Where many of the foreign teams who arrived in South Africa arranged for private training facilities with state of the art equipment, the broke North Koreans opted for using a public health club.
A video posted to YouTube shows the team working out at a South African gym, as confused patrons look on and fascinated players ask South African gym-goers to pose for photographs.
So far no North Koreans back home have seen any of the games, and those hoping to catch a glimpse of the competition must wait as the deal to bring live coverage of the cup came apart in the wake of a military dispute between North and South Korea.
South Korea yanked its agreement to provide free television broadcasts of the games to the North following the sinking of a South Korean navy ship in March.
A tape of Tuesday's game against Brazil will likely be shown on state-run television since North Korea secured broadcast rights to World Cup telecasts from the Asia-Pacific Broadcasting Union.
"The hype around the World Cup is not the same in North Korea as in open societies," said Han Park, director of the Center for the Study of Global Issues at the University of Georgia.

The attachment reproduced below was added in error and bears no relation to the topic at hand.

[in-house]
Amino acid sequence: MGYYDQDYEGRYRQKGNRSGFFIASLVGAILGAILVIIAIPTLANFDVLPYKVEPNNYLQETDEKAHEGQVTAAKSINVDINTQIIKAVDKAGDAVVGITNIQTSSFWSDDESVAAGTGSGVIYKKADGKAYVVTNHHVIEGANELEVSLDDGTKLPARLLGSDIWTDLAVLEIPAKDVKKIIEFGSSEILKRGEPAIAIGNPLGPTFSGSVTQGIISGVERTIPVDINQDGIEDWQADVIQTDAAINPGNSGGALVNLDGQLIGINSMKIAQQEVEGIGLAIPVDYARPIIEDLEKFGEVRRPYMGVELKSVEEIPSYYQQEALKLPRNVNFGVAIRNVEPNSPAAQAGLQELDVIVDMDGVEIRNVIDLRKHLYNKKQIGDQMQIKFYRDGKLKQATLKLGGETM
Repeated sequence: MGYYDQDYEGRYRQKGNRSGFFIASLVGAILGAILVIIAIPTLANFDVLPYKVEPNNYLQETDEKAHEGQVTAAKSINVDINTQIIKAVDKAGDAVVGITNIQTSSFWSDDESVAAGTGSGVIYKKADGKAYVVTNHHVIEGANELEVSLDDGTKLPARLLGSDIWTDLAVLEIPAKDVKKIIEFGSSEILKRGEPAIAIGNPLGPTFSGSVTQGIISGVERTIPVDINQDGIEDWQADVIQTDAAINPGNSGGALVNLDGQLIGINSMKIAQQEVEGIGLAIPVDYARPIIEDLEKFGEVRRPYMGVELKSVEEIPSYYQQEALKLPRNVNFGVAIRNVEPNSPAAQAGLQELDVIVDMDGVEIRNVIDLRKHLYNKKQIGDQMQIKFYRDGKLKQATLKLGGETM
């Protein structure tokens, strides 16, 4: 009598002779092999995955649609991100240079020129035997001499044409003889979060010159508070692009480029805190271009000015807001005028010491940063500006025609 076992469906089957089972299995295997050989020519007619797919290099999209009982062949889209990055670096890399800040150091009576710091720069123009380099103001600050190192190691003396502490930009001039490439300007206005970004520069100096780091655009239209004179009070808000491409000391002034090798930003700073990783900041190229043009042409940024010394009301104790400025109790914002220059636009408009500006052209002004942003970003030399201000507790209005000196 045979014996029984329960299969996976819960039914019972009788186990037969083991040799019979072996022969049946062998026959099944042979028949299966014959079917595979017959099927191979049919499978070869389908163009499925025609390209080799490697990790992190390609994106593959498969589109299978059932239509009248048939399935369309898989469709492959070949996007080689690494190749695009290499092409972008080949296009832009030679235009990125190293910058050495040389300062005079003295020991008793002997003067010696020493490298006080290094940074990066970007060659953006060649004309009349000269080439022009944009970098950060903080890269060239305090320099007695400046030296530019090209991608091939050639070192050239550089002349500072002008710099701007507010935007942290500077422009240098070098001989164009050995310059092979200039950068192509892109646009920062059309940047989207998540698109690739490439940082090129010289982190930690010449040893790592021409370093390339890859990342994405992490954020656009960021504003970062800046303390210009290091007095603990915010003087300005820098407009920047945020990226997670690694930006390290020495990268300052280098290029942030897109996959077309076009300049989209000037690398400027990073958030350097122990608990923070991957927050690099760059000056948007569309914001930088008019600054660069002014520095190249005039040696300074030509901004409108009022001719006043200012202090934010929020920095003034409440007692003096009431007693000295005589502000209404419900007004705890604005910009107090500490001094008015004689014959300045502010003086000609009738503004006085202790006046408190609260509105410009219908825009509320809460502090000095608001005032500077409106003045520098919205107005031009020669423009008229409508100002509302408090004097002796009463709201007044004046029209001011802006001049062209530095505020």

"The average person is not very well informed of these games," Han said. "To the extent that they have a reason to be proud, the leadership will selectively reveal information to the people."
All media in North Korea is tightly controlled. Only a small number of people own televisions. In the capital Pyongyang, all homes come equipped with state-produced radios which cannot be turned off.
North Korea was selected to play in Group G, the so-called "Group of Death" that includes some of the world's best squads including Brazil, Portugal and Cote d'Ivoire.
They next play Portugal on June 21.